• Training received must be recorded on a laboratory proforma and signed by the trainee. This should also include details of relevant documents read.
  • Every researcher must have a nominated academic supervisor responsible for ensuring compliance with these rules.
  • Individuals working with micro-organisms must ensure that other persons eg cleaners, maintenance personnel, visitors etc are not exposed to biological hazards.
  • Portering staff must only deal with general waste and do not handle autoclaved, biohazardous or other similar waste. This must be dealt with (including transportation to the wheelie bins) by lab workers.
  • Project students and other undergraduates working with micro-organisms require close supervision, the safety and security of these individuals is paramount

Handwashing Facilities

Hand basins with hot and cold running water must be provided in all laboratory rooms. There should be at least one basin in each room. In rooms where a large number of people work, e.g. more than 10, it is desirable that two basins be provided. The basins should be near to the doors. Ideally, taps should be operable without needing to use hands.

Automatic liquid soap dispensers should be avoided in favour of tablets of toilet soap regardless of the alleged economy of the former. Many of these dispensers must be operated by dirty or contaminated hands before they yield soap. It may not be obvious when they are empty.

Paper towels in dispensers are much more satisfactory than Turkish or huckaback towelling. These cloth towels are usually changed on a rigid time basis and may remain wet and dirty for long periods. Roller towels are acceptable only if they are of the continuous flow type and are properly maintained and promptly replaced.

As a general rule hands should be washed, preferably with a bactericidal soap, after completing any work and always before leaving the laboratory.


Individuals with medical conditions which predispose them to infection (eg eczema, compromised immune systems, diabetes etc) are at a special risk. Everyone must notify their supervisor of any illness or other medical condition that may compromise the immune system and may make them more susceptible to hazards, which may arise through working with micro-organisms.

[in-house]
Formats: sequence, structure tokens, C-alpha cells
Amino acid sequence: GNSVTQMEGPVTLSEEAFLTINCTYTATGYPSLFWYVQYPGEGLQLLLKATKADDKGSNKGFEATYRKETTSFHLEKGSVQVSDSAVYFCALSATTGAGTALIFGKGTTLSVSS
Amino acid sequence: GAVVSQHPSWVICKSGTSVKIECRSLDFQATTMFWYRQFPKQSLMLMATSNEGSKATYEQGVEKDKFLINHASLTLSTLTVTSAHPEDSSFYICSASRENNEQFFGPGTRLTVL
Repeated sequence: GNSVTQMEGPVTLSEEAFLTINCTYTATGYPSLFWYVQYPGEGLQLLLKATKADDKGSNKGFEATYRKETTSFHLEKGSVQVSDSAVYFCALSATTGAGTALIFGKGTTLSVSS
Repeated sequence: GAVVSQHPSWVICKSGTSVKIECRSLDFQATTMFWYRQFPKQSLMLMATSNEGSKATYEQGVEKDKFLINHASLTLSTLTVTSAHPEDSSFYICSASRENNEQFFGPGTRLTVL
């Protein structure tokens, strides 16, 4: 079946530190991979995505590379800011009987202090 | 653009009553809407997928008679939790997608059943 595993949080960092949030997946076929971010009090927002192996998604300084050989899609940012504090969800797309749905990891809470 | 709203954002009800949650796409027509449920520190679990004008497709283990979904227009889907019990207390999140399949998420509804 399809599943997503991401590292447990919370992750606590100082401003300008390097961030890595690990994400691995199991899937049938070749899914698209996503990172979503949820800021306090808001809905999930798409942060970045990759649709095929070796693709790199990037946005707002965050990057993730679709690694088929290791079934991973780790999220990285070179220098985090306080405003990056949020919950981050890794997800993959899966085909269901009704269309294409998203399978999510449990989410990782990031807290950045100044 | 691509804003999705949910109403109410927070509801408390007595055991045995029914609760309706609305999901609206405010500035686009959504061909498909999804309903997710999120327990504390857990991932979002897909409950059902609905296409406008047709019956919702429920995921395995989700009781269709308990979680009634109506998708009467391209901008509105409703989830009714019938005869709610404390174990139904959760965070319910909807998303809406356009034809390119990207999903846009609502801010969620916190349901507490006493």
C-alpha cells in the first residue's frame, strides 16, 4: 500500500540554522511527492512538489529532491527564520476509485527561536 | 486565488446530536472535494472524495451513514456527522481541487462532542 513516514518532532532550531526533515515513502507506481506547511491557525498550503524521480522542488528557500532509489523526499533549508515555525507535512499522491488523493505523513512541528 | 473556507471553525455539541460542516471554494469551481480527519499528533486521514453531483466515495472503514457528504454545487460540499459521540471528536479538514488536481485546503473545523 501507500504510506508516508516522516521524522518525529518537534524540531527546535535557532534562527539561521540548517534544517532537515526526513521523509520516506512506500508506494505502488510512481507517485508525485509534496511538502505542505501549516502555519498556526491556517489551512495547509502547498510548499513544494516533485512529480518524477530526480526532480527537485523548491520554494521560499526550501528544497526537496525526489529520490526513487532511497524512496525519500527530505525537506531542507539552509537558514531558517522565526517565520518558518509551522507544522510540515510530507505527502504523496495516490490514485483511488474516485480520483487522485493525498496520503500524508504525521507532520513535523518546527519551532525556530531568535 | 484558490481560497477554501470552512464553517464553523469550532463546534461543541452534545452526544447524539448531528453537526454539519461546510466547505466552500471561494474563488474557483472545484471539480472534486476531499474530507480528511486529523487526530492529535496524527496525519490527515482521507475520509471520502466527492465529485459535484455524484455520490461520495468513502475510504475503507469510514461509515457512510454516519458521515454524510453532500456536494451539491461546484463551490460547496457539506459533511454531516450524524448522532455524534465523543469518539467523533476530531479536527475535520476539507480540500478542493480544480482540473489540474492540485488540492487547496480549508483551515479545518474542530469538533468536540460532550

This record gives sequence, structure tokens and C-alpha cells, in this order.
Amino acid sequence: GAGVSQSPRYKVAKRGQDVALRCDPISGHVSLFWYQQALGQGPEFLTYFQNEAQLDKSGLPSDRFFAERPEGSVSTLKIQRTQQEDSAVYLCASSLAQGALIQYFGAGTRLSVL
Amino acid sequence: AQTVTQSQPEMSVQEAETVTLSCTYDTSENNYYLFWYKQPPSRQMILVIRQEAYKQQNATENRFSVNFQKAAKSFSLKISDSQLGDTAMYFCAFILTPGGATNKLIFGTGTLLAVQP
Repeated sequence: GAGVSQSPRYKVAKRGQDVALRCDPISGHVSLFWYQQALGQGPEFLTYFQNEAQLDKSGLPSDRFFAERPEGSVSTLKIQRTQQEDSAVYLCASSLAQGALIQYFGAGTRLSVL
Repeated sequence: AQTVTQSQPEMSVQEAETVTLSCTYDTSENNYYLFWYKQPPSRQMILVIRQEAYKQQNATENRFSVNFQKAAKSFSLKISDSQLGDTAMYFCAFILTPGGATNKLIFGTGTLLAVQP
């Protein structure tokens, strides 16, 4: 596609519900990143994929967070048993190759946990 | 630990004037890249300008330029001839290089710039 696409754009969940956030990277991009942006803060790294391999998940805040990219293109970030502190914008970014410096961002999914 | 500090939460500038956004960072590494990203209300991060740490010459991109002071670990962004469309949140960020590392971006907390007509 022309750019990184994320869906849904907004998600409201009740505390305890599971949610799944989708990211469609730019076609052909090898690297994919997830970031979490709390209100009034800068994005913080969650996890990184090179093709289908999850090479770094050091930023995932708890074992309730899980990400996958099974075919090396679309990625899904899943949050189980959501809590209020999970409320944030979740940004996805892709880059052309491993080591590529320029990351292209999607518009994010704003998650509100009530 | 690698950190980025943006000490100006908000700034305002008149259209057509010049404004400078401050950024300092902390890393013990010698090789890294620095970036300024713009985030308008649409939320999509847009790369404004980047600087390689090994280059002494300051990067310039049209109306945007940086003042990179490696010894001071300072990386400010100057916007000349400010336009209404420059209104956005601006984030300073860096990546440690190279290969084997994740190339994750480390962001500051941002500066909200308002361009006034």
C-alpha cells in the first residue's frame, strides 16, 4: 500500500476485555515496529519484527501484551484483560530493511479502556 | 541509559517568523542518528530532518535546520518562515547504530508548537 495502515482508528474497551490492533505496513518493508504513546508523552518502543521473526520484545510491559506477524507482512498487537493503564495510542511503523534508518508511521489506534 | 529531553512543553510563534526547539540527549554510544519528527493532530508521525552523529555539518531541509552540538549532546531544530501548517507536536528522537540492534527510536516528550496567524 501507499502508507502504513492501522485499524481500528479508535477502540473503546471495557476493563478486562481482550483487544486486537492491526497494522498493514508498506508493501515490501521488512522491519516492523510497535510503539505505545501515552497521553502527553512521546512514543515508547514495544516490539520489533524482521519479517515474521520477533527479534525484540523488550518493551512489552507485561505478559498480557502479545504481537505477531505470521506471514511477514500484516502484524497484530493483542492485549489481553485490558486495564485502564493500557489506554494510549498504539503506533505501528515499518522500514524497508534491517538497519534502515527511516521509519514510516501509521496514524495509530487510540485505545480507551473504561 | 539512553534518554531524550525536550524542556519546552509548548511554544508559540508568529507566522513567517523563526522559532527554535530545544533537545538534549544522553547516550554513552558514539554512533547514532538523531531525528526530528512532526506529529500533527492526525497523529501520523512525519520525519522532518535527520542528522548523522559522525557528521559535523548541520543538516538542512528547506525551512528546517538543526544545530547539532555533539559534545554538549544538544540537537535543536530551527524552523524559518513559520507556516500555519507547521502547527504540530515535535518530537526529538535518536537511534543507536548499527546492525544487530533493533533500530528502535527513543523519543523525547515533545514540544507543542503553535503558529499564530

Health surveillance is required under COSHH where:

  • there is an identifiable disease which may be related to workplace exposure;
  • there is a reasonable likelihood that exposure may happen;
  • there are valid techniques for detecting indications of the disease or its effects.


Most biological agents (including bacterial and fungal spores) can be rendered non-viable by exposure to steam under pressure. The hazard from adequately treated material should be very low. Sterilisation depends on steam penetrating to all parts of the load. Lids must be removed and plastic bags undone. The efficiency of sterilisation should be verified by one of the following methods:

  • A thermocouple placed in the load will indicate how long the load takes to heat up to the chosen sterilisation temperature and how long the autoclave should be maintained at this temperature. A safety margin should be included to ensure sterilisation.
  • Spore strips may be placed in the load but, as they have to be incubated, do not give an instant indication.